Kilian Trenkle: Der Kuhschellenschmied und Yogalehrer in seiner Schmiede in Pfronten
1,000 blows and Ommm!

A smith with inner strength: Kilian Trenkle is the fifth generation of his family to forge cow bells, and also a committed Yogi. He thus creates both the perfect mountain summer sound and relaxed Salamba Shirshasana

Blacksmith and Yogi Kilian Trenkle

"The ringing of cows is simply part of the Allgäu," enthuses bell smith Kilian Trenkle. "For what would a cattle shed be without the colourful ringing of a herd of cows?" He sits by the comfortably glowing fire of his bell forge in Pfronten-Heitlern.

Trenkle learned to forge bells from his father - and thus took over an Allgäu traditional craft. One thing is certain for him: without the special sound of cow bells, the mountain summer on the Ostallgäuer Alm would probably only be half as idyllic.

Kilian Trenkle: Die besondere Technik des Schellenschmiedens hat sein Großvater entwickelt

Clamps - individual and yet traditional

The flames blaze from the open fire in the massive iron oven. Kilian Trenkle stokes the fire, places a sheet of metal in the centre of it and heats it until it softens and becomes malleable. It will take a few hours for Trenkle to forge a cowbell from the metal by hand. He is one of just a few people who can still do this craft. “Bells are extremely important on the mountain pastures. They tell the herdsmen where their herds are and whether the herds are complete.

Furthermore, tradition states that the noise of the bell keeps evil spirits at bay”, he explains. Trenkle learnt the craft of bell forging from his father. The fire in the locksmiths and bell forge “Beim Hummelbaur” in Pfronten-Heitlern has been blazing forfour generations now. The warm glow of the fire, the muffled impact of the hammer, the careful movements of the smith – bell forging has a meditative aspect. It fits that Trenkle also works as a yoga teacher. Becoming a bell forger was never forced upon him, he says.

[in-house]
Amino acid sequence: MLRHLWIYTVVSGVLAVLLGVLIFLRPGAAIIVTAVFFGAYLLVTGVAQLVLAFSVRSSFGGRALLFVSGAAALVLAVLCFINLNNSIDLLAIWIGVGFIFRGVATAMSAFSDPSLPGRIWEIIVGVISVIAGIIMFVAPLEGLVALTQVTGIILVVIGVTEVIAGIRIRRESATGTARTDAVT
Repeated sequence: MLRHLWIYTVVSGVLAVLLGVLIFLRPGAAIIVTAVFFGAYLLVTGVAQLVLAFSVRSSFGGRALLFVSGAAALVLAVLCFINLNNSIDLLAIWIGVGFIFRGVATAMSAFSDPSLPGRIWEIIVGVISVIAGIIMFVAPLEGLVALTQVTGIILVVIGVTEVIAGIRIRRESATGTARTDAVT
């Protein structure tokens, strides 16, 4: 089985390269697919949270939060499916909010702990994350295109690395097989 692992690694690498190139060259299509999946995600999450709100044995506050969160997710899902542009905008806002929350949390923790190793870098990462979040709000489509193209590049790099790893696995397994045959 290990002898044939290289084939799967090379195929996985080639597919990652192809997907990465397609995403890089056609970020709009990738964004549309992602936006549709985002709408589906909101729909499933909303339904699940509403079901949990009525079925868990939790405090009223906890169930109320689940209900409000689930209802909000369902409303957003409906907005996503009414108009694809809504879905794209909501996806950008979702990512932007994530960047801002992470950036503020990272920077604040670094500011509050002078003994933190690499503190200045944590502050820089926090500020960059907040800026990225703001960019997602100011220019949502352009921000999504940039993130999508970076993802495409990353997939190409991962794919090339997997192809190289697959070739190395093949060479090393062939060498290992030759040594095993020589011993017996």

The most beautiful profession in the world

"I called it FeetUp and began selling it online."

He was free to choose his own path: “After completing my A-levels, the first thing I did was to design a stool for headstands for yoga as a product designer. I called it FeetUp and began selling it online.” With success. Barcelona, London, Amsterdam – the headstand stool was soon in demand and Kilian presented his idea again and again at yoga conferences and trade fairs.

Over the years, it developed into a small family business. Trenkle likes to refer to yoga and everything that it entails as hissoft side; as the complete opposite to thearchaic, powerful craft of forging bells. The contrast appeals to him.

Kilian Trenkle: Yoga mit Alpenpanorama im Allgäu

Each clamp a unique piece

It takes the man from Pfronten around 1,000 blows to create the two curved halves of the bell from two pieces of flat sheet metal; he then welds them together. Trenkle then mounts the tongue, which generates the characteristic bell ring when it hits the sheet metal. “The meadow sounds perfect when the angelic tone of the “Glocken” bells mixes with the earthy sound of the ’Schellen’ bell”, states Trenkle.“I discovered forging bells for myself in my early twenties. Besides yoga, forging bells started taking up more and more time. I am always fascinated by the idea of creating something with your own hands. It is clear to me now that forging is the best job in the world.”

“Yes, the chiming of cows is somehow a key part of mountain climbing in the Allgäu”, enthuses Trenkle with a finished bell in his hand. And rightly so: The mountain summer would not be half as wonderful without the special ringing, the bright jingling and clanging of a herd of cows on the alpine pasture.

Find out more about Kilian Kilians Yoga stool

Kilian Trenkle: Der Produktdesigner von

... from Kilian

Breitenberg
The “Ostlerhütte” boasts a fantastic location on Pfronten’s local mountain. It offers a unique view of the Pfronten valley and the mountains of the Allgäu.
die-ostler-huette.de (only in German)

Kalbelehof Alpe
On foot or on two wheels, the barely sloping route from Pfronten-Ried runs along the Vils for a good five kilometres until it reaches the Kalbelehof Alpe, nestling in the heart of the Allgäu Alps. In the summer, you can enjoy a refreshing dip in the waters of the Vils.
pfronten.de (only in German)

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